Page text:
Review for first exam ||SCHEDULE
lecture notes ||Lecture
notes on group isomorphism theorems ||Lecture
notes on field extensions |
The goal of this course is to introduce the main theorems and standard examples in Galois theory. Along the way we cover the fundamental theory of groups and fields, and a bit of ring theory. Next semester, in 627B, the focus will be on ring theory.
The roots of Galois theory lead back to problems posed by the ancient Greeks and their predecessors. Greek geometers achieved remarkable constructions with ruler and compass, but a number of simple, nagging, problems remained unresolved until the Rennaisance. For example: Is it possible to trisect an arbitrary angle? Which regular polygons are constructible? In algebra, several civilizations investigated the solution of a quadratic equation (see MathWorld article ). The attempt to find a solution for higher degree equations was another project that occupied numerous mathematicians. The resolution of these ancient questions culminated in Galois' theory of fields. It is a delightful subject, and the modern treatment highlights the interplay between three key areas of algebra: groups, rings and fields.
The course begins with a review of the fundamentals of each area, working with lots of examples. We start with the group axioms and basic properties: subgroups, homomorphisms and conjugation. We then introduce rings and fields, with a focus on constructing new fields by computing modulo an irreducible polynomial. We use the computer algera system Sage to explore complicated examples. The first part of the course ends with an exploration of the connection between solving polynomials and field extensions.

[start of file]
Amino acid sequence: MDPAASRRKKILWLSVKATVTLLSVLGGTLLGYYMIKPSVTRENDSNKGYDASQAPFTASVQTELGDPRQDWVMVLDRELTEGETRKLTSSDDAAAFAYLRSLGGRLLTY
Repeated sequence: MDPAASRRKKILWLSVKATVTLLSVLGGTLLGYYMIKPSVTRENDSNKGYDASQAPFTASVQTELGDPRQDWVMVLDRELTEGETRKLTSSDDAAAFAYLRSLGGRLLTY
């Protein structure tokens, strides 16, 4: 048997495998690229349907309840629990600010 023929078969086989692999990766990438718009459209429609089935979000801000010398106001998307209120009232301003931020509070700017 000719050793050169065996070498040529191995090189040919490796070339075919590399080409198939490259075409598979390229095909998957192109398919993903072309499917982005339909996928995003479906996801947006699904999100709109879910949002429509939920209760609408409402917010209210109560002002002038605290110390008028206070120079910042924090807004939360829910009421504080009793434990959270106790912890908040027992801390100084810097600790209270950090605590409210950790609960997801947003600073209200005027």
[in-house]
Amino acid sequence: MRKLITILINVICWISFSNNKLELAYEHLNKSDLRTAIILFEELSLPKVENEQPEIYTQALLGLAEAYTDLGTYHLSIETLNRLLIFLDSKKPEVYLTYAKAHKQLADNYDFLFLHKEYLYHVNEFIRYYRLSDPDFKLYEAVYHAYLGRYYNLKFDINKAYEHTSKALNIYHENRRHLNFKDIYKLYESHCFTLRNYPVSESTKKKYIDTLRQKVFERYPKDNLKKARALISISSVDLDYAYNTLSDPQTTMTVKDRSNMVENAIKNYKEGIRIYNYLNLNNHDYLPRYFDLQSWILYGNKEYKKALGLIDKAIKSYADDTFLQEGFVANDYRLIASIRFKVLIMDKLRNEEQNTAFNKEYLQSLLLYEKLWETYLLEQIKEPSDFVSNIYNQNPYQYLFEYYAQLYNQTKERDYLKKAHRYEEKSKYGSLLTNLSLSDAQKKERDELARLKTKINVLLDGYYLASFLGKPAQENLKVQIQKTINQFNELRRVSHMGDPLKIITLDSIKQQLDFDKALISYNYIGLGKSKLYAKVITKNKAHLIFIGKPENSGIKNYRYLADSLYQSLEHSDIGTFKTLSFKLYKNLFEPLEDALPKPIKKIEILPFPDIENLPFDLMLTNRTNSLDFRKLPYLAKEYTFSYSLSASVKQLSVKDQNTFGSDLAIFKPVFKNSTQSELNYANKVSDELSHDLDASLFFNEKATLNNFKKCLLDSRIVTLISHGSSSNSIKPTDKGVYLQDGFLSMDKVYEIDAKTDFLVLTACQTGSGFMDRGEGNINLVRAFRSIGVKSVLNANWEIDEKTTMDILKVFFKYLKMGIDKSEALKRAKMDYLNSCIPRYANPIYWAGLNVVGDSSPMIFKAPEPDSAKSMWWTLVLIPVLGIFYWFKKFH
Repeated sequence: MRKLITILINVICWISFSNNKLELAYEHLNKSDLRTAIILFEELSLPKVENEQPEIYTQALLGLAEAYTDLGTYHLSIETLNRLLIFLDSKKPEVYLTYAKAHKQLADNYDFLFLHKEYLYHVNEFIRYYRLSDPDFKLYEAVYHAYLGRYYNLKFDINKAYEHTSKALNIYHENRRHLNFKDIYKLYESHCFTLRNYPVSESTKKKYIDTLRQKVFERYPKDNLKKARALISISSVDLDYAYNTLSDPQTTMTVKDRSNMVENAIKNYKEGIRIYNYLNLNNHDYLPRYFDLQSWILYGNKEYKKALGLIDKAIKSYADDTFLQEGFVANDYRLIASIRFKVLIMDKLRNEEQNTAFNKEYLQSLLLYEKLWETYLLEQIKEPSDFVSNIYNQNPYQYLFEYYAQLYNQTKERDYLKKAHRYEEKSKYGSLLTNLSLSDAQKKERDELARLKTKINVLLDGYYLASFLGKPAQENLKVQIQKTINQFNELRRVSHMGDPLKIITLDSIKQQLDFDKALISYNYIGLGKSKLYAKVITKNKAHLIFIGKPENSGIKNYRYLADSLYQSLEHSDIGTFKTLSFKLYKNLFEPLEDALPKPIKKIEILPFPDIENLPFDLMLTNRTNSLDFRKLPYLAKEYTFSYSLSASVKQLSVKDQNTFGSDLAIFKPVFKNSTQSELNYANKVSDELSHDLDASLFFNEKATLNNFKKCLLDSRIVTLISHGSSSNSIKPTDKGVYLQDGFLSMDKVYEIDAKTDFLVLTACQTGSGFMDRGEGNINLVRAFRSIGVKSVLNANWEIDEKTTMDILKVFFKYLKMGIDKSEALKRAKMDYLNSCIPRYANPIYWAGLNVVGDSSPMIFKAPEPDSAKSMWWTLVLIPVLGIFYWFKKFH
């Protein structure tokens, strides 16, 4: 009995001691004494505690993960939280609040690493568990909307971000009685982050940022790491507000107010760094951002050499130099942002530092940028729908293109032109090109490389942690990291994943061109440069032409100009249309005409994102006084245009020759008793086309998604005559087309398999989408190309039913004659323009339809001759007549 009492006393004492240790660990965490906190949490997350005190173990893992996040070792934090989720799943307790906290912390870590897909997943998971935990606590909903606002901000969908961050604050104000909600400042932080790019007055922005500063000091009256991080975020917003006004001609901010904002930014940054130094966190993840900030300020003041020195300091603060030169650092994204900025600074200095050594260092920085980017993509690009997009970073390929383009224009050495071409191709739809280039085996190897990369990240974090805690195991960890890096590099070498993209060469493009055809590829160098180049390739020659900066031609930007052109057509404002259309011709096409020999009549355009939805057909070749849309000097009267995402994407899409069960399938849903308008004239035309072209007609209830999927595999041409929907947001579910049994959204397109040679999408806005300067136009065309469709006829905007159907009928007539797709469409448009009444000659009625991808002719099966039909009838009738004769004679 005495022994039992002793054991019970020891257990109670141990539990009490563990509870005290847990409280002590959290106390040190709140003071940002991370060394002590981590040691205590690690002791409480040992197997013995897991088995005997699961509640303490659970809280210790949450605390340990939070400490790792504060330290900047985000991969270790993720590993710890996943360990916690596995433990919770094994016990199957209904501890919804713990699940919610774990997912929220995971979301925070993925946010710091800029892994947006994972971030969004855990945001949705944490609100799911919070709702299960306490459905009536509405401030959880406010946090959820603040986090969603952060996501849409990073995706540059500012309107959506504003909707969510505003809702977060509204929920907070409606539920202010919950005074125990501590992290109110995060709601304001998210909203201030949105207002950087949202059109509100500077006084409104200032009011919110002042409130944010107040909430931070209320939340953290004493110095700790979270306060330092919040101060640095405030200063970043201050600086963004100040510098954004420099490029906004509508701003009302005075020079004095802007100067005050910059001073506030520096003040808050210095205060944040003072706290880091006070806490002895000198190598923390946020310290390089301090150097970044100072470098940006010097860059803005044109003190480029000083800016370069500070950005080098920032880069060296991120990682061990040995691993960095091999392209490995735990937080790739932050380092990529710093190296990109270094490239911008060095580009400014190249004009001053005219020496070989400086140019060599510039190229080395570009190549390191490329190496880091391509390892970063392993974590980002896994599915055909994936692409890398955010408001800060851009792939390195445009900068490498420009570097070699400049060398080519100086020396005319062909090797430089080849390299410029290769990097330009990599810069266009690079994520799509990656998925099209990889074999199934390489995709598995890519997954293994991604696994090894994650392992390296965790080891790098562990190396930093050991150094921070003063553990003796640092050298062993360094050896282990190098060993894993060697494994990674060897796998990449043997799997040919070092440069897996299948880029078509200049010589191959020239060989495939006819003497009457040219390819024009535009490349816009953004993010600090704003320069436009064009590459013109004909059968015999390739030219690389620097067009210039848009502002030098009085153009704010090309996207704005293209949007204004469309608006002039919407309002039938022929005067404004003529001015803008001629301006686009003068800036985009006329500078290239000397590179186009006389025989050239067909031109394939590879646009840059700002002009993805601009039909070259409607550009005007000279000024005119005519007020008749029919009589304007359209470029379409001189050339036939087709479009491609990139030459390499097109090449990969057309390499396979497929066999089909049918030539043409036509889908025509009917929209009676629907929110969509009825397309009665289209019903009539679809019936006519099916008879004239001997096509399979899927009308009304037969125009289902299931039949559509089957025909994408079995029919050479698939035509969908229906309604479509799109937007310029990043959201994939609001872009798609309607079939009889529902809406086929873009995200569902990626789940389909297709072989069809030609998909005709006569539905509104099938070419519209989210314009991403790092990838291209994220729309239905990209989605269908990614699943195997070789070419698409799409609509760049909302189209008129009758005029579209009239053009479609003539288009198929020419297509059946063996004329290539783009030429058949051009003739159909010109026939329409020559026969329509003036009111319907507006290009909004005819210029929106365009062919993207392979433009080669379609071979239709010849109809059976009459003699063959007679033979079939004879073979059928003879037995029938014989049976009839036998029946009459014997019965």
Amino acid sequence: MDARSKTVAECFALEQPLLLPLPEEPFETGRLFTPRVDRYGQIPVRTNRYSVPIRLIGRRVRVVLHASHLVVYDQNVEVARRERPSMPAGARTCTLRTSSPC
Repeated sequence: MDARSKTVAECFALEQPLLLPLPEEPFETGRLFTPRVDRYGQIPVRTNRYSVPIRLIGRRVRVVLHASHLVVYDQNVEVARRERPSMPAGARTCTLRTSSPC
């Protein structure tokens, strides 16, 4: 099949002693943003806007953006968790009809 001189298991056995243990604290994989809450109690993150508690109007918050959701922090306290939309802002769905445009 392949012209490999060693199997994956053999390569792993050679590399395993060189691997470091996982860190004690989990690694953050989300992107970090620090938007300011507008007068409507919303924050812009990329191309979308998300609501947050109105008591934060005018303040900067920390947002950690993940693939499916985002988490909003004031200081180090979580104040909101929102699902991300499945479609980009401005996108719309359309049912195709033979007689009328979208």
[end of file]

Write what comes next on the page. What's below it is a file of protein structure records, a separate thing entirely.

The second part of the course develops deeper results in group theory: quotient groups, the isomorphism theorems, the Sylow theorems, group actions, and solvability of a group. The third part of the course starts with the study of field extensions, and culminates with Galois' theorem connecting field extensions to automorphism groups. We apply the theory to as many examples and classical problems as time allows.
This text is a concise and direct treatment of the fundamentals of graduate level algebra. Since it is a bit too concise in some areas I will write some lecture notes. I also suggest having a copy of a good undergraduate level text to have access to more detailed explanations and lots of examples. Three such examples are below.
This has been the standard text for undergraduate algebra at SDSU for a few years.
A widely used and well written text.
This is another good undergraduate algebra text. Available free online. See the button for "Sage and AATA." Download "Sage Worksheet Collection." Open the zip file from the sage notebook.
It is also worth reviewing the following topics.
Some of the following topics will be familiar from your undergraduate course. We will cover them in greater depth, and with more attention to details. I expect this material to take 9 weeks.
There will be several (6-8) homework assignments a midterm and a final exam. The final grade will be weighted roughly as follows.